Seahawks QB Russell Wilson with undeniable 'it' factor - Metro US

Seahawks QB Russell Wilson with undeniable ‘it’ factor

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Enough about Wilson footballs. Let’s get into the suddenly less-popular Wilson – Russell Wilson.

The Seahawks’ quarterback and the Pats QB are much alike. Their mental makeup? That’s similar. The result after 60 minutes? Similar, too. How they get that result? Ah, therein lies the difference.

Brady, bless his heart, is not what you would call a “mobile” quarterback. That’s fine. He’s managed just fine without that gift over his career.

Wilson, however, has that gift. He’s got the best legs in the NFL at the QB position, and he’s not afraid to use them. The former Wisconsin starled all quarterbacks in rushing yards this season with 849 yards on the ground and six touchdowns. He broke eight rushes for 20-plus yards. Brady had 57 rushing yards this season. (In fact, the Patriots’ leading rusher was running back Jonas Gray with a meager 412 yards.)

From a matchup standpoint, this isn’t great news for the Patriots. The Seahawks kill teams when they run the ball with Marshawn Lynch and Wilson. In fact, the Seahawks had the fewest passing attempts in the NFL this season (454), the second-most rushes (525), and most rushing yards (2762).

It makes the play-action that much more dangerous, because so much focus is on either players’ abilities on the ground.

“You try to stop the run and then you have to deal with the play-action game,” Bill Belichick said. “Certainly the running game is a big priority with both of them. Some of Wilson’s plays come on bootlegs, so he’s kind of running out of the pocket and you’re concerned about him running and then you stay back and he runs. Then you try to come up on him and the receiver uncovers and he throws it. He’s kind of trying to create that two-on-one fast break type of situation.”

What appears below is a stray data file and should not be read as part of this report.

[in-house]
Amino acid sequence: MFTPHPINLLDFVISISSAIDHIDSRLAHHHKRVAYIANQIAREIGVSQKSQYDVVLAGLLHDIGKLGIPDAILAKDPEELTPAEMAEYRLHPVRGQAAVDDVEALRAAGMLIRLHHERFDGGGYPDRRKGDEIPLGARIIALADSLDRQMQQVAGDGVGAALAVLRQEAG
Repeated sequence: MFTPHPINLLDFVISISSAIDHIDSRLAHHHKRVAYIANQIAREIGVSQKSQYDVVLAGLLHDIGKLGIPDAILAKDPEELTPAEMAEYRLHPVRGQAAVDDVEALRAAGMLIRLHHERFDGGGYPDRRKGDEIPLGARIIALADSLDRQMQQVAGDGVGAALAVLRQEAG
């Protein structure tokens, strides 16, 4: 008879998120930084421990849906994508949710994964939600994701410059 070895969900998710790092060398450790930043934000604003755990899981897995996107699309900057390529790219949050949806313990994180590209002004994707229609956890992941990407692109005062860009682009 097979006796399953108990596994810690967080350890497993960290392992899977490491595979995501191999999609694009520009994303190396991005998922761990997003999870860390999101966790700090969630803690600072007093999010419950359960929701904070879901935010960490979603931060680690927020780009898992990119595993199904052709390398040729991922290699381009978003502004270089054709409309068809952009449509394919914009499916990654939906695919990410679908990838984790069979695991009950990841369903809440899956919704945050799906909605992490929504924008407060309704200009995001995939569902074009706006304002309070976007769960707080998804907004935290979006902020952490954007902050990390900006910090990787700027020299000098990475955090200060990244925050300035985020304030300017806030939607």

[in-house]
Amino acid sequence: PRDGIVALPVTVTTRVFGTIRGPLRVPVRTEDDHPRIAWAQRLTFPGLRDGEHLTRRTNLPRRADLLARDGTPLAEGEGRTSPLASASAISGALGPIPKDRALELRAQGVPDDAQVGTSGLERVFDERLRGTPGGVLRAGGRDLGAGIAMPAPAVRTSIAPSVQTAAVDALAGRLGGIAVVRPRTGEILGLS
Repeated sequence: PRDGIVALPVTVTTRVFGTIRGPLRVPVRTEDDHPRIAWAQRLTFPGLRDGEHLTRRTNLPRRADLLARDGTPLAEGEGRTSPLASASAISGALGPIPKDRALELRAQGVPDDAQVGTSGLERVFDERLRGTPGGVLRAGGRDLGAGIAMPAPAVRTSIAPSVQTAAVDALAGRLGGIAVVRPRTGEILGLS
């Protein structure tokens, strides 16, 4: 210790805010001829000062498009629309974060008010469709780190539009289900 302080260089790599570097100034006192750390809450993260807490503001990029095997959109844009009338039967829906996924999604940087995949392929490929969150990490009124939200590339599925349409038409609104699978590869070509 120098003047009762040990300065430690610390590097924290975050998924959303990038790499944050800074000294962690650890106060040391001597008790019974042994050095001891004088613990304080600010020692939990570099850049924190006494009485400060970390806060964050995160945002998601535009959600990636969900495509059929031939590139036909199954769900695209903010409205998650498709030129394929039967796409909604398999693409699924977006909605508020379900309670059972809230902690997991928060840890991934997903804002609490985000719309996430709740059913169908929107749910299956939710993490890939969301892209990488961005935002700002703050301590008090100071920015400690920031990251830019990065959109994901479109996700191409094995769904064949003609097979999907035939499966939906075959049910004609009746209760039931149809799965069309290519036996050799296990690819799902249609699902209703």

The Pats dealt with Andrew Luck last week, but Wilson is a completely different beast in the run game. While Luck is hard to tackle due to his size, the 5-foot-11 Wilson uses his quickness and awareness. He’s one step ahead, and that had Belichick almost at a loss in describing that skill.

“There’s just something, I can’t really put it into words,” Belichick said. “Wilson’s just got an instinctiveness. He just knows where people are. It looks like he’s going to get tackled and he doesn’t. It kind of reminds of watching [Roger] Staubach. You think he doesn’t see them, but he sees them or somehow he just knows they’re there.”

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